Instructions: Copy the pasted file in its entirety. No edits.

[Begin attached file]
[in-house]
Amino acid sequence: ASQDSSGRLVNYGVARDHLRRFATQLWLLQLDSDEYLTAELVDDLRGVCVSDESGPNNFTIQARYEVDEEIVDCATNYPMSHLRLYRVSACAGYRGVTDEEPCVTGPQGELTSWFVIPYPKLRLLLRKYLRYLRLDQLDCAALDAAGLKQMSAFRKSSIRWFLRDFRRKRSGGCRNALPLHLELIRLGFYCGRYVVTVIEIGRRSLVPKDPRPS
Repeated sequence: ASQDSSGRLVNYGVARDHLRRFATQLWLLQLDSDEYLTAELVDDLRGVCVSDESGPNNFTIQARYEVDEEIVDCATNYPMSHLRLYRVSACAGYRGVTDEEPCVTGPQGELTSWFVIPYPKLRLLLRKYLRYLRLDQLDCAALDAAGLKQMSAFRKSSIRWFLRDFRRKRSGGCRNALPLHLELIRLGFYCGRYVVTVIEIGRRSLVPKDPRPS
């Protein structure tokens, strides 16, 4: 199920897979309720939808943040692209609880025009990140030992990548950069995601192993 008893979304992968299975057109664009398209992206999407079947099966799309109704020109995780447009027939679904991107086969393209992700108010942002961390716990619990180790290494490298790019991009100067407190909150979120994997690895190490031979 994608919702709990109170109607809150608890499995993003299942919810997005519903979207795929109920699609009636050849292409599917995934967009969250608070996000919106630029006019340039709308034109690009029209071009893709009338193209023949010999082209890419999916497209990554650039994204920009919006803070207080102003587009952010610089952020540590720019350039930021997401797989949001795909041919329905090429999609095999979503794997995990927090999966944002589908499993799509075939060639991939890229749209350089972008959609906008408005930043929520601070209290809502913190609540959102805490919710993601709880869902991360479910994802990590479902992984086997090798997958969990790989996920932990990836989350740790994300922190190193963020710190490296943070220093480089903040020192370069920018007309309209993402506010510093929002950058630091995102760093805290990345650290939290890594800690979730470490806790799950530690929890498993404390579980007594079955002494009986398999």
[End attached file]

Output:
[in-house]
Amino acid sequence: ASQDSSGRLVNYGVARDHLRRFATQLWLLQLDSDEYLTAELVDDLRGVCVSDESGPNNFTIQARYEVDEEIVDCATNYPMSHLRLYRVSACAGYRGVTDEEPCVTGPQGELTSWFVIPYPKLRLLLRKYLRYLRLDQLDCAALDAAGLKQMSAFRKSSIRWFLRDFRRKRSGGCRNALPLHLELIRLGFYCGRYVVTVIEIGRRSLVPKDPRPS
Repeated sequence: ASQDSSGRLVNYGVARDHLRRFATQLWLLQLDSDEYLTAELVDDLRGVCVSDESGPNNFTIQARYEVDEEIVDCATNYPMSHLRLYRVSACAGYRGVTDEEPCVTGPQGELTSWFVIPYPKLRLLLRKYLRYLRLDQLDCAALDAAGLKQMSAFRKSSIRWFLRDFRRKRSGGCRNALPLHLELIRLGFYCGRYVVTVIEIGRRSLVPKDPRPS
């Protein structure tokens, strides 16, 4: 199920897979309720939808943040692209609880025009990140030992990548950069995601192993 008893979304992968299975057109664009398209992206999407079947099966799309109704020109995780447009027939679904991107086969393209992700108010942002961390716990619990180790290494490298790019991009100067407190909150979120994997690895190490031979 994608919702709990109170109607809150608890499995993003299942919810997005519903979207795929109920699609009636050849292409599917995934967009969250608070996000919106630029006019340039709308034109690009029209071009893709009338193209023949010999082209890419999916497209990554650039994204920009919006803070207080102003587009952010610089952020540590720019350039930021997401797989949001795909041919329905090429999609095999979503794997995990927090999966944002589908499993799509075939060639991939890229749209350089972008959609906008408005930043929520601070209290809502913190609540959102805490919710993601709880869902991360479910994802990590479902992984086997090798997958969990790989996920932990990836989350740790994300922190190193963020710190490296943070220093480089903040020192370069920018007309309209993402506010510093929002950058630091995102760093805290990345650290939290890594800690979730470490806790799950530690929890498993404390579980007594079955002494009986398999």